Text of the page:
Decision Date: June 1, 2017
Panel: Robert Wickett, Q.C., Lorne Borgal, Robert Holtby
Keywords: Environmental Management Act – ss. 1(1) – definition of “pollution”; 83; pollution abatement order; groundwater contamination; aquifer; nitrate; drinking water
George E. Curtis and Kevin F. Curtis appealed a pollution abatement order (the “Order”) issued by the Director, Environmental Management Act (the “Director”), Ministry of Environment (the “Ministry”). The Director issued the Order to the Appellants under section 83 of the Environmental Management Act (the “Act”), after finding that there were reasonable grounds to believe that the Appellants’ agricultural operations were causing pollution through the introduction of nitrates into an aquifer used for drinking water.
The Appellants own farm land near Armstrong, BC. Their land sits above an unconfined aquifer (the “Aquifer”). The Appellants operate a cattle feed lot (the “Curtis Farm”) located approximately 450 metres southwest of a lake, and cultivate crops on land adjacent to the east side of the lake. The Appellants had operated the feed lot on their land for 42 years, and had been depositing manure mixed with wood shavings onto their land for 25 years. Other farms and homes are located over, or immediately adjacent to, the Aquifer.
There are numerous drinking water wells in the Aquifer, and the Steele Springs Water District (the “Water District”) provides drinking water from the Aquifer to approximately 150 residents.
Situated to the northeast of the Curtis Farm is a dairy farm owned by Jansen & Sons (the “Jansen Dairy”). East of the Jansen Dairy is an area described as the “Field of Concern.” The intake for the Water District (the “Intake”) is situated approximately 150 metres south of the Field of Concern.
Nitrates are naturally present in the environment and can enter the soil in many ways, one of which is by the deposition of cattle manure. Excess nitrates in soil can leach into groundwater, migrate through the soil, and create elevated nitrate levels in an aquifer.
Beginning in 2014, the nitrate level in some wells around the Intake, and in water drawn from the Intake, exceeded the level considered safe in drinking water. In response, the Ministry investigated. At the Curtis Farm, Ministry staff observed large, uncovered piles of manure, some of which had sawdust or wood shavings on top. No containment system for surface water runoff was visible.
In May 2016, the Director issued the Order to the Appellants. The Director also issued pollution abatement orders to the other agricultural operations situated above, and adjacent to, the Aquifer. Among other things, the Order required the Appellants to prepare and implement a monitoring plan and environmental impact assessment for nitrates in the soil and groundwater on their lands.
The Appellants appealed the Order on several grounds. The Appellants submitted that they were not responsible for nitrate contamination in the Aquifer. They asserted that there was no pollution in the western portion of the Aquifer where their farm is located. The also argued that the groundwater flow was in the opposite (southwesterly) direction from the Intake relative to their lands. The Appellants requested that the Board reverse the Order.
The Director argued that the Appellants were not the sole source of contamination, but were contributing to the contamination of the Aquifer.
First, the Board considered the legal and evidentiary burden that the Director had to satisfy before having the jurisdiction to issue a pollution abatement order, particularly to a person who is alleged to be one of several contributors to pollution. The Board found that section 83 of the Act obliged the Director to obtain sufficient evidence to give her reasonable grounds to conclude that a substance (manure/shavings mixture) deposited by the Appellants into the environment was causing “pollution”, which is defined in the Act as “the presence in the environment of substances or contaminants that substantially alter or impair the usefulness of the environment”. Specifically, there had to be plausible evidence, considered objectively and on a balance of probabilities, that the manure/wood shavings were leaching nitrates into the Aquifer and substantially altering or impairing the usefulness of the environment.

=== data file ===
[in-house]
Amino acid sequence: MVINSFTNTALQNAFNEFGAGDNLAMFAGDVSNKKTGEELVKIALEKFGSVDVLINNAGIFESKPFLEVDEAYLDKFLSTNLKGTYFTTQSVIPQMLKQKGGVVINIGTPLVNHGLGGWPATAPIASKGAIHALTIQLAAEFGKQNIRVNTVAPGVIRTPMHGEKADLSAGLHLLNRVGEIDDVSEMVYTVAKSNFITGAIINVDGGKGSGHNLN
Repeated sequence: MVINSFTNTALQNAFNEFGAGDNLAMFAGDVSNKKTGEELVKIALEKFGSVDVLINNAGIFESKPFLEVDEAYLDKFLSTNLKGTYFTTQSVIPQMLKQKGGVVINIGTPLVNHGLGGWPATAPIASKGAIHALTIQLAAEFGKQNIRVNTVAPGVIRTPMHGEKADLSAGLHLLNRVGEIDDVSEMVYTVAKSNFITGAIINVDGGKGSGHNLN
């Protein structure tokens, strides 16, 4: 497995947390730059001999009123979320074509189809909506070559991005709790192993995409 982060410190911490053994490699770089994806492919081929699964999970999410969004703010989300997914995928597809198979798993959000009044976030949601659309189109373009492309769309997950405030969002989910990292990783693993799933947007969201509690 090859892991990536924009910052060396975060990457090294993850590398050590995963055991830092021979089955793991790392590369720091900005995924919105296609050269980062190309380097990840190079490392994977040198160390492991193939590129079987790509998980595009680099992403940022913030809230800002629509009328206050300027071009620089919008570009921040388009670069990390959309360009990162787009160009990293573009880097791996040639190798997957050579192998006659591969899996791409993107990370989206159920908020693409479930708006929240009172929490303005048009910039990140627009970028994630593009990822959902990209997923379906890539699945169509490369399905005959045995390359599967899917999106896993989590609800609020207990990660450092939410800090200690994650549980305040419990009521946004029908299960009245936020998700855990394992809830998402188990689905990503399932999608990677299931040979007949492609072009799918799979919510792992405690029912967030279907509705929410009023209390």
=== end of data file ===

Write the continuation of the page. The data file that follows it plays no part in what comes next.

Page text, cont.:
Next, the Board considered the merits of the Order based on the evidence. Given that nitrates exist naturally in soil and water at certain levels, the Board found that the Order could only be justified if there was evidence that the nitrates in the manure/wood shavings mix exceeded the uptake of nitrates by plants and other natural processes, and that the excess nitrates could have leached into the Aquifer. Water testing records showed two periods of time since 1987 when nitrate levels increased to levels of concern. The evidence showed a pattern of nitrate levels increasing from low concentrations to high concentrations, then decreasing to low concentrations before increasing again to high concentrations, over a period of 27 years. However, for 25 years, the Appellants had deposited a relatively consistent amount of manure/shavings onto the Curtis Farm. There was no evidence that nitrates from the Curtis Farm reached the Aquifer through water runoff. There was also no evidence that the deposit of manure/wood shavings exceeded the uptake of nitrates by crops and other nitrogen consumption factors, such that nitrates were available to leach into the Aquifer. The Board concluded that some other source was causing the increase in nitrate levels in the water at the Intake and nearby wells.
In conclusion, the Board found that there was no evidence on which the Director or the Board could be satisfied on reasonable grounds that nitrates from the Curtis Farm had reached the Aquifer, such that they substantially altered or impaired the usefulness of the environment. Consequently, the Order was reversed, and the appeal was allowed.